Applies to TestExecute 14.30, last modified on November 21, 2019

On Windows 8 and Windows 10, your COM client application for TestExecute must have the same privilege level as TestExecute. The privilege level is specified by the uiAccess attribute in the application manifest (the AppName.exe.manifest XML file next to the application). Both TestExecute and your application must have the same uiAccess value (either true or false) in their manifests.

Using Extended Privilege Level (uiAccess="true")

Requirements

  • Your COM client application for TestExecute:

    • Must be digitally signed. (See below.)

    • Must be in the Program Files, Program Files (x86) or Windows\System32 folder.

  • Note: To test Windows Store applications, you must use uiAccess="true" in your TestExecute COM client. If it is impossible, automate TestExecute in some other way, for example, by using the command line.

Setting the uiAccess Attribute

  1. Launch a text editor as Administrator.

  2. In the text editor, open the manifest file that corresponds to the TestExecute version you use:

    • 32-bit version: <TestExecute>\Bin\TestExecute.exe.manifest

    • 64-bit version: <TestExecute>\x64\Bin\TestExecute.exe.manifest

  3. Find the requestExecutionLevel element and add the uiAccess="true" attribute to it:

    XML

      <trustInfo xmlns="urn:schemas-microsoft-com:asm.v3">
        <security>
          <requestedPrivileges>
            <requestedExecutionLevel level="asInvoker" uiAccess="true"/>
          </requestedPrivileges>
        </security>
      </trustInfo>
  4. Save the changes.

  5. In the same way, change the manifest of your COM client application.

Digitally Signing the COM Client

The easiest way to sign an application is to use signing utilities shipped with Visual Studio or Windows SDK:

  1. Use the MakeCert utility to create a self-signed certificate and a private key:

    MakeCert -r -n CertificateName -ss CertificateStore -sr localmachine -sv PrivateKeyFile.pvk OutputCertificateFile.cer

    Where:

    CertificateName - is the name of your certificate, it must comply with the X.500 standard and match the Publisher value in your client application’s manifest. For example, "CN=MyCompany";

    CertificateStore - is the name of your certificate store that will store the generated certificate;

    PrivateKeyFile.pvk - is the name of the file to which the utility will store the private key;

    OutputCertificateFile.cer - is the name of the file, to which the utility will store the certificate.

    The utility will prompt you for a password for the private key. Specify the password, if needed.

    The utility will generate a self-signed certificate and save it to the specified certificate store. It will also export the private key and the certificate information to the specified .pvk and .cer files.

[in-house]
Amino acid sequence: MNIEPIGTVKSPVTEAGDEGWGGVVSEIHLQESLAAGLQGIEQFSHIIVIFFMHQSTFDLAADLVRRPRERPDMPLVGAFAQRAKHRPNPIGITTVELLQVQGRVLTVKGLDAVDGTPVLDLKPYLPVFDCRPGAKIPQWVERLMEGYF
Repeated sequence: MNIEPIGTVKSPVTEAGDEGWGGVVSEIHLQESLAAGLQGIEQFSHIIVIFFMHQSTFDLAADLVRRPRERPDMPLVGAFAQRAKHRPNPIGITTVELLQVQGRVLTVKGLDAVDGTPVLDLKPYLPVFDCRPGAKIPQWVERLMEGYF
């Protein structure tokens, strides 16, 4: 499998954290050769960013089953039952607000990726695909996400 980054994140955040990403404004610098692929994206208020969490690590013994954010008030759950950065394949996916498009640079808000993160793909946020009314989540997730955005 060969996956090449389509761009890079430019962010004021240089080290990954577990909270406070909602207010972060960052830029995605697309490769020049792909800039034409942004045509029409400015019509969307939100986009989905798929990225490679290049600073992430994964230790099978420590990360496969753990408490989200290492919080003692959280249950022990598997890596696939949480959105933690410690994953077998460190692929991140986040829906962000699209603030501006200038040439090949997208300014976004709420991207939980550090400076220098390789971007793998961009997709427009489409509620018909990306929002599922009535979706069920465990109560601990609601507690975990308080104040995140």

2. Add the generated certificate to the Trusted Root Certification Authorities store for a local computer. To do this, you can use the CertMgr utility:

    CertMgr /add OutputCertificateFire.cer /s /r localmachine root

  3. Use the Pvk2Pfx utility to copy the private key and the certificate information to a Personal Information Exchange file (.pfx):

    Pvk2Pfx /pvk PrivateKeyFile.pvk /spc OutputCertificateFile.cer /pfx OutoutCertificate.pfx

    The utility will generate the .pfx file with the specified name.

  4. Use the SignTool utility to sign your COM client:

    SignTool sign /f OutoutCertificate.pfx MyCOMClient.exe

To verify that your client application is signed properly, you can use the verify command of the SignTool:

SignTool verify -pa -v MyCOMClient.exe

To learn more about code signing, see the Using SignTool to Sign a File article in the MSDN Library.

Using Standard Privilege Level (uiAccess="false")

Use this approach if your COM client application does not have a manifest, or if you do not test Windows Store applications.

  1. Disable the Enable support for testing Windows Store applications option in TestExecute.

  2. Launch a text editor as Administrator.

  3. In the text editor, open the manifest file that corresponds to the TestExecute version you use:

    • 32-bit version: <TestExecute>\Bin\TestExecute.exe.manifest

    • 64-bit version: <TestExecute>\x64\Bin\TestExecute.exe.manifest

  4. Find the requestExecutionLevel element and either delete the uiAccess attribute, or set it to false:

    XML

      <trustInfo xmlns="urn:schemas-microsoft-com:asm.v3">
        <security>
          <requestedPrivileges>
            <requestedExecutionLevel level="asInvoker" uiAccess="false"/>
          </requestedPrivileges>
        </security>
      </trustInfo>
  5. Save the changes.

  6. If your COM client application has a manifest, change it in the same way.

See Also

Working With TestExecute via COM
Calling Script Routines via COM

Highlight search results